Tash’s Story

Danny was in between me and our older brother, Karim. One sunny week-end in June in the mid- 80s, when Dan was 17, he went off to Glastonbury Festival, took drugs, and was never the same again.
His schizophrenia took over all his adult life and eventually, aged 36, it took his life. I miss him now but I also missed him before he died because the illness had taken him away.
I spent all my adult life worried sick about him and experienced all the emotions that are known to (wo)man. The fear of him being hurt or hurting someone else during a psychotic episode, the anger at his illness and at him for not being well. The anger at him for worrying and upsetting my parents so much. The guilt at not being able to do more or for not actually doing more…the deep deep sadness at what could have been his life. He was a talented, gorgeous, kind and funny person whose life was taken over by a very frightening illness and I felt I couldn’t help him.
My parents’ heartbreak was hard to witness. Being a mum myself now, I appreciate how utterly devastating Danny’s illness must have been for them. My mum was a superwoman in that she did everything she possibly could to help Dan find the right care and help.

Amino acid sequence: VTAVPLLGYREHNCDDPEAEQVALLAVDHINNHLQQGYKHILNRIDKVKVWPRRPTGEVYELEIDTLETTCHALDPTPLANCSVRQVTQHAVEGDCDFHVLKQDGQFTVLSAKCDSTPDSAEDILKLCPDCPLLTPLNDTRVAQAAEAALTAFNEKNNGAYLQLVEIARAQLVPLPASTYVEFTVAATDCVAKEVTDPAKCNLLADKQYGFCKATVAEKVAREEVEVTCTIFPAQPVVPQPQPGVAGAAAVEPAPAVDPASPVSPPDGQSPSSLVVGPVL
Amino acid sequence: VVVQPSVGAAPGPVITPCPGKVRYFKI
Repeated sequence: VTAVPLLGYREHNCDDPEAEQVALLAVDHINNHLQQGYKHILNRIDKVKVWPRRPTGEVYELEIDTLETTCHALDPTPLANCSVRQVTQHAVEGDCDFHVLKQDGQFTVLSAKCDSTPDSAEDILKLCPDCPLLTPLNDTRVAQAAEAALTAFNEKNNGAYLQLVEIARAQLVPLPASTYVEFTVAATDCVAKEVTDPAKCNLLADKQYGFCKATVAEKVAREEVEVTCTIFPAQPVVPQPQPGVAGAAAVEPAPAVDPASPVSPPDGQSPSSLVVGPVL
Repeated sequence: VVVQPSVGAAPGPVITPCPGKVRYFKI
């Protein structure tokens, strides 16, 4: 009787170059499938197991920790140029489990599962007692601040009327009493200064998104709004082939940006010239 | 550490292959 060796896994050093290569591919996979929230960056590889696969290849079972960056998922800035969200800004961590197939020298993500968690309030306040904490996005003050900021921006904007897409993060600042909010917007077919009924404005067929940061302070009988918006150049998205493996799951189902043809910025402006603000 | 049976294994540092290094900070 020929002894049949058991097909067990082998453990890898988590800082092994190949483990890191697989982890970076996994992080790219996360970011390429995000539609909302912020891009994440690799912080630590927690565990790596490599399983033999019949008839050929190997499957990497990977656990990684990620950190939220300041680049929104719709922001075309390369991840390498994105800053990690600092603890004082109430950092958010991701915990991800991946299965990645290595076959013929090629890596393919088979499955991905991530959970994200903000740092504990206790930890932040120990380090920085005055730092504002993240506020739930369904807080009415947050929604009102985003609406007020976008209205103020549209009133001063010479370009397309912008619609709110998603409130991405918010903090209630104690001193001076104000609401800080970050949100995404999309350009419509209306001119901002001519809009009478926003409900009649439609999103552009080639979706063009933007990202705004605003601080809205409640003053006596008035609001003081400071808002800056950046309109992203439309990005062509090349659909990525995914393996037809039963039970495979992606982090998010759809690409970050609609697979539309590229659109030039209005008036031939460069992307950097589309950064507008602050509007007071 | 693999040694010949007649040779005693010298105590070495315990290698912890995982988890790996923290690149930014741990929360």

As for me, when Danny got ill in the late 80s and early 90s, I didn’t know how to talk about his illness because we didn’t have the knowledge or the language. Although the stigma is slowly shifting now, there’s still a lot of work to be done to encourage people to not feel embarrassed about theirs or someone else’s mental illness.
I have amazing friends who, over the years, helped me cope in times of Dan’s many frightening episodes, but I didn’t know anyone else who had a sibling with a mental illness.
When I met Bex over 15 years ago, I was surprised at how open she was about her brother Al’s mental illness. Here was this lovely, funny, HAPPY person, OPENLY talking about her brother’s illness as well as sharing her own pain and suffering. This opened the door for me. Knowing she absolutely knew what I was going through gave me the courage to talk and my feelings of isolation and sometimes shame, slowly dissipated.

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